From the very beginning, Harper bristled against the letter of the constitution when it came to the courts and their expanded role in deciding the legitimacy of new laws. It rankled him when the Supreme Court turned down new government legislation on prostitution, mandatory minimum sentencing, Senate reform and assisted suicide.
Harper’s grudge against the courts broke out into open warfare after the Supreme Court ruled that Federal Court judge Marc Nadon was not eligible to be appointed to the highest court in the land. The prime minister accused the chief justice of the court of lobbying against his appointment.
Trump’s belligerence towards the courts has been equally vigorous. The latest example is his attack on a federal judge’s ruling on sanctuary cities. Trump was so eager to trash the temporary injunction on his executive order that he attributed the decision to the wrong court.
On multiple occasions his legislation on travel bans aimed at Muslims has met with judicial rejection — twice by federal judges. At the time, Trump quipped on social media, blame the judge and the courts if America is attacked.
The president also mused about doing away with the 9th U.S. Circuit Court of Appeals after his unconstitutional legislative plans were repeatedly rejected there.
And then there was the infamous attack on federal Judge Gonzalo Curiel, who was hearing a case involving Trump University. Candidate Trump claimed Curiel could not bring a fair verdict because he was Mexican.
“I’m building a wall. It’s an inherent conflict,” Trump said.
As it turns out, Curiel was born in Indiana.
Interestingly, both Harper and Trump offered the same thing in lieu of fact-based alternatives to their often bizarre claims: fiction.
The White House likes to call them alternative facts.
To pick the most egregious example in Harper’s case, he confabulated a contract with Lockheed Martin to buy 65 F-35 stealth fighter jets.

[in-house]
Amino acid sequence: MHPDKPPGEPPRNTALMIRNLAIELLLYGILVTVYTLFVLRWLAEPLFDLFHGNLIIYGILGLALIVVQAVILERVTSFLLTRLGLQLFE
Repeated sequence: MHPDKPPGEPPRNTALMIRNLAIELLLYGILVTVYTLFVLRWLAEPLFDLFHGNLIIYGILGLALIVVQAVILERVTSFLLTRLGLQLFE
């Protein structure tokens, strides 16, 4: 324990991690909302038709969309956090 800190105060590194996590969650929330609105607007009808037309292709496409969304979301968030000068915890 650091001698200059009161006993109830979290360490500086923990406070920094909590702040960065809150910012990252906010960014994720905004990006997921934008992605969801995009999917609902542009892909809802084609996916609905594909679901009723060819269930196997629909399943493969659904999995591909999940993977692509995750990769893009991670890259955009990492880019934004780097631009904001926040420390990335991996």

When pressed on the shifting amounts he had variously given the public on the cost of these aircraft, it turned out there was no contract and no fixed price — at least not one the government was prepared to share. He even made the absurd claim that the F-35 shouldn’t be an election issue, despite the fact it was at that time the most expensive military acquisition in Canadian history. It turned out the government lied to the Canadian people because they were afraid of “sticker shock” if the true price of the jets was revealed.
The Washington Post reports that in his first seven months in office, Trump racked up a tally of more than 1,000 false or misleading statements. He lied about the cost of wars in the Middle East; about the allegation that Hillary Clinton gave $700,000 to the deputy-director of the FBI; about jobs that he allegedly created that were created by others; and that the Affordable Care Act was dying.
In fact, 300,000 more Americans signed up to the Affordable Care Act marketplace than at this time last year — and that includes the red state of Utah.
The two men share another similarity: They have both used the full weight of their office to mercilessly attack any real or imagined opposition.
Harper called Canadian Nuclear Safety president Linda Keen a political hack and a Liberal appointee in his zeal to fire her.
When parliamentary budget officer Kevin Page gave truth to the lie of the government’s phony numbers on the F-35 purchase, he was personally accused of “overstepping his mandate” and did not have his position renewed.